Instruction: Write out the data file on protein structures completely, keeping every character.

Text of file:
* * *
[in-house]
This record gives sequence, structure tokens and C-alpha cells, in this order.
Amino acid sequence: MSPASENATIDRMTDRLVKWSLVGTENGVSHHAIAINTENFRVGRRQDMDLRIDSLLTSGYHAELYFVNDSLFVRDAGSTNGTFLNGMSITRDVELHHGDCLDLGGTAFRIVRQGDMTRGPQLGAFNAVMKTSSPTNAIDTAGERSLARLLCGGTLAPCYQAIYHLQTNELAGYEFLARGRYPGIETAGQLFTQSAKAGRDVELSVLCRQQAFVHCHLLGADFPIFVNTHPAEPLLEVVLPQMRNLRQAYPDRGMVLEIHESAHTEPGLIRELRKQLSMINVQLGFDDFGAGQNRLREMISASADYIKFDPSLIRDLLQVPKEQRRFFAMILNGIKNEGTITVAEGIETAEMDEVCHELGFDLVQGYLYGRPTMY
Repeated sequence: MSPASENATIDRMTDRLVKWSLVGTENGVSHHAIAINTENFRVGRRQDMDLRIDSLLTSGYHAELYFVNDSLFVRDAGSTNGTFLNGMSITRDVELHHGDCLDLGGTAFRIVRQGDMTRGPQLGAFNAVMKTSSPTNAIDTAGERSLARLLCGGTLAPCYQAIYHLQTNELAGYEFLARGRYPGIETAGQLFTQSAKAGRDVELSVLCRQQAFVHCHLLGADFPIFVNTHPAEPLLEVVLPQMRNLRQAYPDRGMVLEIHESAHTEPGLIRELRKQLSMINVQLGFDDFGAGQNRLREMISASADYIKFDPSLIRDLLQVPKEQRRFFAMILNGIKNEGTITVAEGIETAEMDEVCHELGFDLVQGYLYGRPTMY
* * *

[in-house]
This record gives sequence, structure tokens and C-alpha cells, in this order.
Amino acid sequence: MSPASENATIDRMTDRLVKWSLVGTENGVSHHAIAINTENFRVGRRQDMDLRIDSLLTSGYHAELYFVNDSLFVRDAGSTNGTFLNGMSITRDVELHHGDCLDLGGTAFRIVRQGDMTRGPQLGAFNAVMKTSSPTNAIDTAGERSLARLLCGGTLAPCYQAIYHLQTNELAGYEFLARGRYPGIETAGQLFTQSAKAGRDVELSVLCRQQAFVHCHLLGADFPIFVNTHPAEPLLEVVLPQMRNLRQAYPDRGMVLEIHESAHTEPGLIRELRKQLSMINVQLGFDDFGAGQNRLREMISASADYIKFDPSLIRDLLQVPKEQRRFFAMILNGIKNEGTITVAEGIETAEMDEVCHELGFDLVQGYLYGRPTMY
Repeated sequence: MSPASENATIDRMTDRLVKWSLVGTENGVSHHAIAINTENFRVGRRQDMDLRIDSLLTSGYHAELYFVNDSLFVRDAGSTNGTFLNGMSITRDVELHHGDCLDLGGTAFRIVRQGDMTRGPQLGAFNAVMKTSSPTNAIDTAGERSLARLLCGGTLAPCYQAIYHLQTNELAGYEFLARGRYPGIETAGQLFTQSAKAGRDVELSVLCRQQAFVHCHLLGADFPIFVNTHPAEPLLEVVLPQMRNLRQAYPDRGMVLEIHESAHTEPGLIRELRKQLSMINVQLGFDDFGAGQNRLREMISASADYIKFDPSLIRDLLQVPKEQRRFFAMILNGIKNEGTITVAEGIETAEMDEVCHELGFDLVQGYLYGRPTMY